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Keith Olbermann is No Edward R. Murrow

updated below, and cross posted on Huffington Post

“Just because your voice reaches halfway around the world doesn’t mean you are wiser than when it reached only to the end of the bar.” – Edward R. Murrow

photo via Gawker

Last night on “Countdown” Keith Olbermann announced he would do a “special comment” pontificating about the Clinton campaign, though now that Ms. Ferraro has stepped down the impact will be negligible. As if this race needed more stoking of the fires, Olbermann will not miss his chance to chime in with an anti Clinton crowd pleaser. But what exactly does his opinion mean anymore?

“To be persuasive we must be believable; to be believable we must be credible; credible we must be truthful.” – Edward R. Murrow

“Countdown” long ago became The Obama Hour. Keith Olbermann is simply carrying the candidate’s anti Clinton message openly on cable. But the anchorman’s rhetoric has now reached screech:

OLBERMANN: I’m sorry to sound speechless. It seems remarkable to me that a campaign being run in the 21st century or even the second half of the 20th century would allow itself to be associated in any kind of way and not step back. If it was two African Americans running against each other, and one of them had somebody say this on behalf of their candidate, that the other guy is only in there because he‘s equal opportunity, or there’s been some sort of quota system, or that he’s a black man does it not have disaster written all over it, or are we living in South Africa? (via “Countdown” transcript)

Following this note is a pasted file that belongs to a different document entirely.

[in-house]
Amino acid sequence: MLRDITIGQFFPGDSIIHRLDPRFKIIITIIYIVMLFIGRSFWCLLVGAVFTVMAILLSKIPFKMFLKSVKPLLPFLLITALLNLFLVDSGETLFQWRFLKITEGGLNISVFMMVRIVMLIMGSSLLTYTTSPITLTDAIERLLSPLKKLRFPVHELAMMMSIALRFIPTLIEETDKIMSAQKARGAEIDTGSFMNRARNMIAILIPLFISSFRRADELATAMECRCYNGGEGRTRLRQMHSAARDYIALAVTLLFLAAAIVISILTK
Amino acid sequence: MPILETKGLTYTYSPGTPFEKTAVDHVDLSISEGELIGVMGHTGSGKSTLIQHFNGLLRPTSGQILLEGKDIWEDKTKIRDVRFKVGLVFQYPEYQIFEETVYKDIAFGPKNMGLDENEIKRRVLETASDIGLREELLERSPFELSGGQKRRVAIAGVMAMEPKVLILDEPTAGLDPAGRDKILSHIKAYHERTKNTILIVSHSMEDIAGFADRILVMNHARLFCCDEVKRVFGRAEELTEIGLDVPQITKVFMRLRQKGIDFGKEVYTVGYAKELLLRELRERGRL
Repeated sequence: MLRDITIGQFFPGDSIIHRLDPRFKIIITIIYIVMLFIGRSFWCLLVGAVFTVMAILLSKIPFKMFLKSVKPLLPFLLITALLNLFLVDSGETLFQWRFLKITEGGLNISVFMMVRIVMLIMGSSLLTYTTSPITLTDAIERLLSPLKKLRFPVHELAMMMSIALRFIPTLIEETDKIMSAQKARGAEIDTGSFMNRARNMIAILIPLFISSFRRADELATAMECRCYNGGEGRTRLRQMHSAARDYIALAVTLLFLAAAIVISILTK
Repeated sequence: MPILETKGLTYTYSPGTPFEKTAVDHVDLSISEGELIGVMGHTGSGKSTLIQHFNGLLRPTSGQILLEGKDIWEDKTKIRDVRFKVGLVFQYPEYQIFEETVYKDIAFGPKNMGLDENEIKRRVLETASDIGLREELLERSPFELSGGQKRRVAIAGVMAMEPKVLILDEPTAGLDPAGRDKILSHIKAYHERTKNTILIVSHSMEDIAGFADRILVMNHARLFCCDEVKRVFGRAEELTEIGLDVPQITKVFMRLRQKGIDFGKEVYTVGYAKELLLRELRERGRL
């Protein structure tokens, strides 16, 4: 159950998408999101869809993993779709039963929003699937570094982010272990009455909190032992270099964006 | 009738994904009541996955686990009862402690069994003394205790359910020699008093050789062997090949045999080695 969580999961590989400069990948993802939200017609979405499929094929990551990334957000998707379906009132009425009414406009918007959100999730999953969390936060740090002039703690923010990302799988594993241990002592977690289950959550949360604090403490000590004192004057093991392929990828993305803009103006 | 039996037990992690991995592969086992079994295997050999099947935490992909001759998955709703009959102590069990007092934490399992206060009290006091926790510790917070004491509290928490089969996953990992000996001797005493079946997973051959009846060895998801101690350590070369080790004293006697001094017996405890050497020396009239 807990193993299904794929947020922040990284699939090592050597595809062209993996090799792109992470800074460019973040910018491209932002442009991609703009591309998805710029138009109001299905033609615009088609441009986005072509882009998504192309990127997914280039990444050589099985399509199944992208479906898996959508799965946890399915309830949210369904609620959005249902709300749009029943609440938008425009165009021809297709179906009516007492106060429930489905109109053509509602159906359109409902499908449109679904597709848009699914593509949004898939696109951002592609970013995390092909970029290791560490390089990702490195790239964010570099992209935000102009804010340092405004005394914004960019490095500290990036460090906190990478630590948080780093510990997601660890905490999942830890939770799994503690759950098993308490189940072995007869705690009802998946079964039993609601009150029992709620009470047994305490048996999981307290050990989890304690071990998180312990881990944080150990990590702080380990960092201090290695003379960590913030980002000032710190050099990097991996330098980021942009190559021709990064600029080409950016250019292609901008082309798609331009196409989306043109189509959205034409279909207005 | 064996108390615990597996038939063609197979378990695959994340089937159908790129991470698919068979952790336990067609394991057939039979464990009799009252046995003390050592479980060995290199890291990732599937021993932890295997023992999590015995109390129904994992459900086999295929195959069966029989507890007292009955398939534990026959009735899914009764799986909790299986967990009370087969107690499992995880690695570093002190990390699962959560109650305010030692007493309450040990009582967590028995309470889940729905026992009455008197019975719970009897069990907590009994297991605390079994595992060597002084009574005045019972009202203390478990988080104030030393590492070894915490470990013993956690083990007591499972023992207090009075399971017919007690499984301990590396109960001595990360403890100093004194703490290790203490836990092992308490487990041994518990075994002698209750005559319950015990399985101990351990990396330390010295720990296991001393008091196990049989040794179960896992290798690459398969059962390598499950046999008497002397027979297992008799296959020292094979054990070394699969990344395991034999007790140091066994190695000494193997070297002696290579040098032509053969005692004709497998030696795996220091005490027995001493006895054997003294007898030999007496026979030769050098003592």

South Africa? Using the apartheid card against Hillary Clinton. Mr. Olbermann evidently is taking his cue from Orlando Patterson. It would be nice if either of these men were correct on their facts.

Seriously, would Clinton have the female support she has today if she weren’t a woman? Being African American is only part of the Obama quotient, however, it is part of it. In fact, for Clinton, being the first viable female for president is the driving force behind some voters, as no doubt being an African American first is for some Obama supporters. Is either side really going to deny these facts? Meanwhile one uses race as a bludgeon, while ignoring the gender prejudice running rampant in the anti Clinton media onslaught?

Evidently Mr. Olbermann can only see through his zipper.

However, the acrimony unleashed between Obama and Clinton supporters through Jesse Jackson Jr. or Geraldine Ferraro isn’t so surprising if you consider American history. It’s what makes Olbermann’s “South Africa” slur even more insulting. Today’s events resemble what happened almost one hundred-fifty years ago. Obviously, a simple sportscaster can’t appreciate the history as America tries to break through yet another barrier thanks to the Democratic Party. But you’d think someone in the network would remind Mr. Olbermann that the woman he’s been bashing for weeks and announced he would take out after tonight is breaking yet another barrier, as is her opponent, with the acrimonies of this battle actually having roots in American history: